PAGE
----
Now, from defense counsel's opening statement here quoted, it is readily apparent that he interjected at the very nativity of the trial references to "intoxication". We rather suspect that he was fully aware he would be unable to produce sufficient evidence of intoxication to justify evidence of the "presence of beer". It requires more, much more, than either the mere presence of, or the drinking of, alcoholic beverages to interject the issue of intoxication. As this court said in Shore v. Turman, 63 Ill. App.2d 315, 210 N.E.2d 232, 235-236: "Drinking, standing alone, cannot be equated with intoxication nor can the use of alcoholic liquor, standing alone, characterize a person as intoxicated." The mere presence or consumption of alcohol is insufficient; there must be proof of facts which afford indicia of intoxication, as our courts have consistently held. Kitten v. Stodden, 76 Ill. App.2d 177, 221 N.E.2d 511, 514.
Having thus planted the poisoned seed of "intoxication" in the minds of the jurors in opening statement, defendant's counsel then proceeded with his 50-plus questions involving the "presence of beer". After his repetitive cross-examination on a subject that should have been forbidden, he relied completely upon his tainted cross-examination and offered no evidence whatsoever in his case in chief regarding either intoxication or beer. And in his closing arguments, he nailed his point home by referring to "beer" exactly twenty-two times! (We counted them.)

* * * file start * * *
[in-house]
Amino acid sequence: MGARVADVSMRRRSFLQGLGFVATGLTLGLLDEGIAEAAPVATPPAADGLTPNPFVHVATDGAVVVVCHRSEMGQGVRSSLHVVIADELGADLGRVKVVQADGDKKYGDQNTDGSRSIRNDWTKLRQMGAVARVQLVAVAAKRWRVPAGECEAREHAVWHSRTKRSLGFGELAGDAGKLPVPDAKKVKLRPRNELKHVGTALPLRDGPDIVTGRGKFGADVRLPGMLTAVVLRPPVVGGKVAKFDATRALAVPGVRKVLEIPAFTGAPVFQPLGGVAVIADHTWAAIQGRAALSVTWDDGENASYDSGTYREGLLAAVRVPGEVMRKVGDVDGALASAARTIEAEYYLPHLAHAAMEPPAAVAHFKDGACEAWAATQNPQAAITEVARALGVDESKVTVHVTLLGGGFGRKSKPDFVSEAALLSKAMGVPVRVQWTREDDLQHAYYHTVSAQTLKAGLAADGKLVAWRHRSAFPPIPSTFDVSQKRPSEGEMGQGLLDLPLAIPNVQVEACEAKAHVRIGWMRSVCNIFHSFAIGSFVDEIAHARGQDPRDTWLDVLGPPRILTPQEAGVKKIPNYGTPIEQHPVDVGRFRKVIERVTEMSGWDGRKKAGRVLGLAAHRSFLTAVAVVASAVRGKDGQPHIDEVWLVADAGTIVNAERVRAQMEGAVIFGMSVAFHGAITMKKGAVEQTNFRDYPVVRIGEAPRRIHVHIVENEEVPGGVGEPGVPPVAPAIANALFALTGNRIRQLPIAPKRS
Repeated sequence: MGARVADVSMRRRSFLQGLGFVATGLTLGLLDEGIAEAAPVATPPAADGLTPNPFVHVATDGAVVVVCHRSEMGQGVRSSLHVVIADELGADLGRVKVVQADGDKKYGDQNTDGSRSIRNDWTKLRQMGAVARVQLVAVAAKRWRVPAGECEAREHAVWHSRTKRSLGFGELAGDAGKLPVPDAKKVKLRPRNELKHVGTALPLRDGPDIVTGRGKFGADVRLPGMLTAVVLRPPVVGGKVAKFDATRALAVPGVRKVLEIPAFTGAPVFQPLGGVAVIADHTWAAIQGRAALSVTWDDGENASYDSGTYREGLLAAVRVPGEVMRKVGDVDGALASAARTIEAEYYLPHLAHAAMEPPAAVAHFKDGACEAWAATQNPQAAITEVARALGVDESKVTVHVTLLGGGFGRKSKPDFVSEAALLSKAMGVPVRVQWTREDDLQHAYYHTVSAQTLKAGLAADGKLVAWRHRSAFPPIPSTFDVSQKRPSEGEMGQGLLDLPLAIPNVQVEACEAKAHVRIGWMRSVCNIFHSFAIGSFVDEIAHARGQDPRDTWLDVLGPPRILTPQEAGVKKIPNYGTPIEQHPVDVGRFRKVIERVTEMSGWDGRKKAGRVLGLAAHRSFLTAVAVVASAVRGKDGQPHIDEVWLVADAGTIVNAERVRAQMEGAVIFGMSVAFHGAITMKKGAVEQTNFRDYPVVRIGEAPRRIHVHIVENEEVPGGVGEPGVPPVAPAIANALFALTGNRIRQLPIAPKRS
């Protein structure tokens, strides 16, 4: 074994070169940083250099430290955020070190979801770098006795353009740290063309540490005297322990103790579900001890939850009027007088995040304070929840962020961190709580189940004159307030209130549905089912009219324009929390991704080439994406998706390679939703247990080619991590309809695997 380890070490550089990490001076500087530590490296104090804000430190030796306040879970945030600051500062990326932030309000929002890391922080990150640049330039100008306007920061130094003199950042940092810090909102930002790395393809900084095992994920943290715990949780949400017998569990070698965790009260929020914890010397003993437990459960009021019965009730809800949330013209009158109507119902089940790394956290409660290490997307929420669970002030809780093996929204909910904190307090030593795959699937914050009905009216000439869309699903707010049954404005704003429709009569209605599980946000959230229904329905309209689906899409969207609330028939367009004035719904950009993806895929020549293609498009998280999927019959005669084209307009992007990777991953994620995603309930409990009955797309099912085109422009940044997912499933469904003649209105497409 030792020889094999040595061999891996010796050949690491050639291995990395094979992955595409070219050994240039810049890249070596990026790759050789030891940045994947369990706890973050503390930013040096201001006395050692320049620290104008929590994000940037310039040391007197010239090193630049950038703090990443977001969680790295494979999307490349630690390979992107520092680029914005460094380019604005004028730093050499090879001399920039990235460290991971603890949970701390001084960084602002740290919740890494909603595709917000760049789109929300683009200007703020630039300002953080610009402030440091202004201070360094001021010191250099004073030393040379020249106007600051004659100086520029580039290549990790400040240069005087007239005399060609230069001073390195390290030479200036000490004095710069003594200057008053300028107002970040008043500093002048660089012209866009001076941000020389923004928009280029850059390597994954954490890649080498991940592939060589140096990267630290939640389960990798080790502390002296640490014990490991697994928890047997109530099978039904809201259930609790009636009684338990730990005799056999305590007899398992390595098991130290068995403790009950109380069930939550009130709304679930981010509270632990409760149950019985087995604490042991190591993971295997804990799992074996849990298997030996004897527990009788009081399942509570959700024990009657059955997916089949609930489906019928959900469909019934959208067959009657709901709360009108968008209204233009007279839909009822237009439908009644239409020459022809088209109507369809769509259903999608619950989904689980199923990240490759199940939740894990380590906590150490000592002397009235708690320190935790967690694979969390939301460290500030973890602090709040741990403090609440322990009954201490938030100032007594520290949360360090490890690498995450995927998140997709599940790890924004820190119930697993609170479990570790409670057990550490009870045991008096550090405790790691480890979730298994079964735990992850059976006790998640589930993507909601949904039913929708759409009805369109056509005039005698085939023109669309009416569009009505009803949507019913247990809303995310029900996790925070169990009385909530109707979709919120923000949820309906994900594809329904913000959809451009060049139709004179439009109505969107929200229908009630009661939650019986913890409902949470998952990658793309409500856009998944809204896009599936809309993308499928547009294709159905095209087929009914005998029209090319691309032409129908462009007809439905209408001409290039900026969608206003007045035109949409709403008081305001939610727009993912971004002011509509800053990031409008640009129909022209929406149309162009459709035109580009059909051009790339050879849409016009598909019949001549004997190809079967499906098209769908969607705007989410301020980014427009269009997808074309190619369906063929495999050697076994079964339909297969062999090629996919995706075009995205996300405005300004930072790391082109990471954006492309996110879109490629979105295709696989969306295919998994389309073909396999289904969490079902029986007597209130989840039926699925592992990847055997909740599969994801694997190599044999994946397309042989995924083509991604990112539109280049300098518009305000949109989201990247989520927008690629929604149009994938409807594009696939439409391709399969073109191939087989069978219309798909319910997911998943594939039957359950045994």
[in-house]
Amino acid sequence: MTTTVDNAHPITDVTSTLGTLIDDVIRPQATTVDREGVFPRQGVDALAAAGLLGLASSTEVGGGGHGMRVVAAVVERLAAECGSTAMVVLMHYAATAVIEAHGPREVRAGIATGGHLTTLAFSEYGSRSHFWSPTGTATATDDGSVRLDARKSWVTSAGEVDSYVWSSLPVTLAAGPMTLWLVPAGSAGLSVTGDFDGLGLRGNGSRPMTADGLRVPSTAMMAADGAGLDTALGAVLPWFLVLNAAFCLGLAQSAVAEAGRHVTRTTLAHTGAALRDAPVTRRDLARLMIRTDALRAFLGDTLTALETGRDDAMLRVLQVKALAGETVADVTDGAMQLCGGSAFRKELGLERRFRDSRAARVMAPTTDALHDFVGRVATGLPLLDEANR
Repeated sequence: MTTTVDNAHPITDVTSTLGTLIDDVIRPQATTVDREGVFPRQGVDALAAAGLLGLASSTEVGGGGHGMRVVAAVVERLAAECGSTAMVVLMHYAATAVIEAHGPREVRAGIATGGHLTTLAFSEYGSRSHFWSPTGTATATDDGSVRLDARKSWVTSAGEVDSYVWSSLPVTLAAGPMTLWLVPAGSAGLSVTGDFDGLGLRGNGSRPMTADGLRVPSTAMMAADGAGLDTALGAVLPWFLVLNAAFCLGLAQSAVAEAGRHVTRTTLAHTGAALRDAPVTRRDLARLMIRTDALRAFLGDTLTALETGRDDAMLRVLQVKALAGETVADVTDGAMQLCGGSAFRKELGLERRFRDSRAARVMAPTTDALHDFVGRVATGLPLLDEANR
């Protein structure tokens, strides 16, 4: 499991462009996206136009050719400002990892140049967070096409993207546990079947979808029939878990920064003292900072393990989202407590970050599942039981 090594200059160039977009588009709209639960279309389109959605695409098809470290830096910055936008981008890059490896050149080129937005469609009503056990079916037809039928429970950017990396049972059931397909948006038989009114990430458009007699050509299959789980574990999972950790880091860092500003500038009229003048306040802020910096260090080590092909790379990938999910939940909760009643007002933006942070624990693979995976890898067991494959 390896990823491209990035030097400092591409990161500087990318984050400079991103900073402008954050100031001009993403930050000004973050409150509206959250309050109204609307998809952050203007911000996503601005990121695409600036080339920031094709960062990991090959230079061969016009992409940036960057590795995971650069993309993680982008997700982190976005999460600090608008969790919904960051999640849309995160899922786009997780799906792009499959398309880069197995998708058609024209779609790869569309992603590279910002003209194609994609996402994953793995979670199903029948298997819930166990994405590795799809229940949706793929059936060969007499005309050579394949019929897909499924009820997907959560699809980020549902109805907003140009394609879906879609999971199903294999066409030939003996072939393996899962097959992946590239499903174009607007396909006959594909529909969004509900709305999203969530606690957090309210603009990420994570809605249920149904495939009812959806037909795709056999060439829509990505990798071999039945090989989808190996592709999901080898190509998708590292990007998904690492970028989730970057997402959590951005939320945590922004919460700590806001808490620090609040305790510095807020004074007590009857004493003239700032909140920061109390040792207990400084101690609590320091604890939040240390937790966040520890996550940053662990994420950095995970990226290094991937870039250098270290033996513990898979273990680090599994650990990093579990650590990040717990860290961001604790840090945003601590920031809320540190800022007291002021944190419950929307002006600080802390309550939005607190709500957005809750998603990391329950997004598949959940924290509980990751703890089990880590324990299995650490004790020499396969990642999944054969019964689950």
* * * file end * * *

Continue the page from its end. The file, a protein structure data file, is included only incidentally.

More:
In short: defense counsel's opening statement injected the highly prejudicial issue of intoxication that was not in the case at all; his continuing cross-examination of witnesses as to the "presence of beer" was both improper cross and improper impeachment; his closing argument aggravated the error. His trial strategy worked, for he was able to sow, cultivate, reap and harvest an undeserved verdict by improper procedure and inadmissible substance. His modus operandi was one of innuendo, based solely on irrelevant and inadmissible statements. The inadmissible substantive matters and the totally improper procedure were so highly prejudicial as to call for reversal.
[6-7] The other hub on the axle of this case revolves around the standard of care required of Ricky Lee (defendant) and Pam McWethy (plaintiff). Rich was a 17-year-old licensed driver of the automobile a minor. But our law is clear that when it comes to the operation of a motor vehicle, a minor is required to exercise the same standard of care as an adult. (Betzold v. Erickson, 35 Ill. App.2d 203, 182 N.E.2d 342.) But as to Pam McWethy, the 13-year-old, 8th grade plaintiff in this cause, the standard is different: "* * * a child under the age of 14 years is presumed free of contributory negligence * * *" (Dickeson v. Baltimore & Ohio Chicago Terminal R.R. Co., 73 Ill. App.2d 5, 220 N.E.2d 43, 49.) And we can conceive of no valid argument which would deny to a child under 14-years-of-age a presumption of freedom from willful and wanton misconduct, if our law presumes her free from the lesser requirements of contributory negligence. To hold otherwise would be to do violence to logic and common sense. Yet that is exactly what defense counsel maintained in his closing argument to the jury, where he said: "* * * Pamela McWethy, even though she was only 12 or 13 has a like duty to protect herself, she has the same duty to be free from willful and wanton misconduct * * * Pam McWethy was just as wrong. ...